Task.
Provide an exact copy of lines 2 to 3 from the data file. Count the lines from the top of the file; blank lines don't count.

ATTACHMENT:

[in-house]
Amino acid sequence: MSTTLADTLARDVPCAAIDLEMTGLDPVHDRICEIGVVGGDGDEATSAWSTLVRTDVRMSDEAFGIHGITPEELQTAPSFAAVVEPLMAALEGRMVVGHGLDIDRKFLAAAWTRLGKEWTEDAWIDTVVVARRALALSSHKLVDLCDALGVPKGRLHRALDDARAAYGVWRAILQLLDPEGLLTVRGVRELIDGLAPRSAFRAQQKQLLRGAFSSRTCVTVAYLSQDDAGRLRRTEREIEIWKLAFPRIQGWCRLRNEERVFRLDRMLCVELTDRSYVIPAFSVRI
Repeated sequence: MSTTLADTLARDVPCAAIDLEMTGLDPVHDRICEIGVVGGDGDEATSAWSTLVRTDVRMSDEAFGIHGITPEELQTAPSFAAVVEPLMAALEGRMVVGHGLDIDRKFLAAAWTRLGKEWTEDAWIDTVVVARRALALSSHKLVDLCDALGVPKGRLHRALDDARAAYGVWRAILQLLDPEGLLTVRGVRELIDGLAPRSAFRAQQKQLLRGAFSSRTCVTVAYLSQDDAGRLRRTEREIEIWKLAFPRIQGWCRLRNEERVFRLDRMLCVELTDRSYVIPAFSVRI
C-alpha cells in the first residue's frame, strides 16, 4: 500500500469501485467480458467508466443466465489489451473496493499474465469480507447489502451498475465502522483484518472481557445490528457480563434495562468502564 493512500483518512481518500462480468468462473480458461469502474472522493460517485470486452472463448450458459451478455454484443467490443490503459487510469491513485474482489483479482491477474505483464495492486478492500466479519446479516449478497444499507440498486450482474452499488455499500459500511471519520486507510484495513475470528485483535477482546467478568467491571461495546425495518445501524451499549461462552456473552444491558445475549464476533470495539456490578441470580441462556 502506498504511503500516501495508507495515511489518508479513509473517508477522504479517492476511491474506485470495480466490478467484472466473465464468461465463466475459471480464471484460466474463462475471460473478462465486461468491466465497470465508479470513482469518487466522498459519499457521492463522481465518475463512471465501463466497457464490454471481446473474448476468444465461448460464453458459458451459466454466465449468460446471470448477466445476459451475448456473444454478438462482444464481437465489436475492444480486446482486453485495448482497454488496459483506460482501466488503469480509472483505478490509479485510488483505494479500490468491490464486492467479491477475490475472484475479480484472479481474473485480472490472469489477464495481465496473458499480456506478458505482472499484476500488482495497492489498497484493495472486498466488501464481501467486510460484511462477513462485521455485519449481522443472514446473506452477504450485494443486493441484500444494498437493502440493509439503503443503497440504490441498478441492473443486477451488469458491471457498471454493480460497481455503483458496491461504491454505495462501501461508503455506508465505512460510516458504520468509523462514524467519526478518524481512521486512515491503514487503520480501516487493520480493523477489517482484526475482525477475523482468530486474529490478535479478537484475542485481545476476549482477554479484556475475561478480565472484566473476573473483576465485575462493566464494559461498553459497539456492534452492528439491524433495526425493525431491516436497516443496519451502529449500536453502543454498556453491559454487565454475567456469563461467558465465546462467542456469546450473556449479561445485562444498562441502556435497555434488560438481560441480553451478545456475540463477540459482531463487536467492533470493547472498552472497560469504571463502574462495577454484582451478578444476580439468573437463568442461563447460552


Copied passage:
Amino acid sequence: MSTTLADTLARDVPCAAIDLEMTGLDPVHDRICEIGVVGGDGDEATSAWSTLVRTDVRMSDEAFGIHGITPEELQTAPSFAAVVEPLMAALEGRMVVGHGLDIDRKFLAAAWTRLGKEWTEDAWIDTVVVARRALALSSHKLVDLCDALGVPKGRLHRALDDARAAYGVWRAILQLLDPEGLLTVRGVRELIDGLAPRSAFRAQQKQLLRGAFSSRTCVTVAYLSQDDAGRLRRTEREIEIWKLAFPRIQGWCRLRNEERVFRLDRMLCVELTDRSYVIPAFSVRI
Repeated sequence: MSTTLADTLARDVPCAAIDLEMTGLDPVHDRICEIGVVGGDGDEATSAWSTLVRTDVRMSDEAFGIHGITPEELQTAPSFAAVVEPLMAALEGRMVVGHGLDIDRKFLAAAWTRLGKEWTEDAWIDTVVVARRALALSSHKLVDLCDALGVPKGRLHRALDDARAAYGVWRAILQLLDPEGLLTVRGVRELIDGLAPRSAFRAQQKQLLRGAFSSRTCVTVAYLSQDDAGRLRRTEREIEIWKLAFPRIQGWCRLRNEERVFRLDRMLCVELTDRSYVIPAFSVRI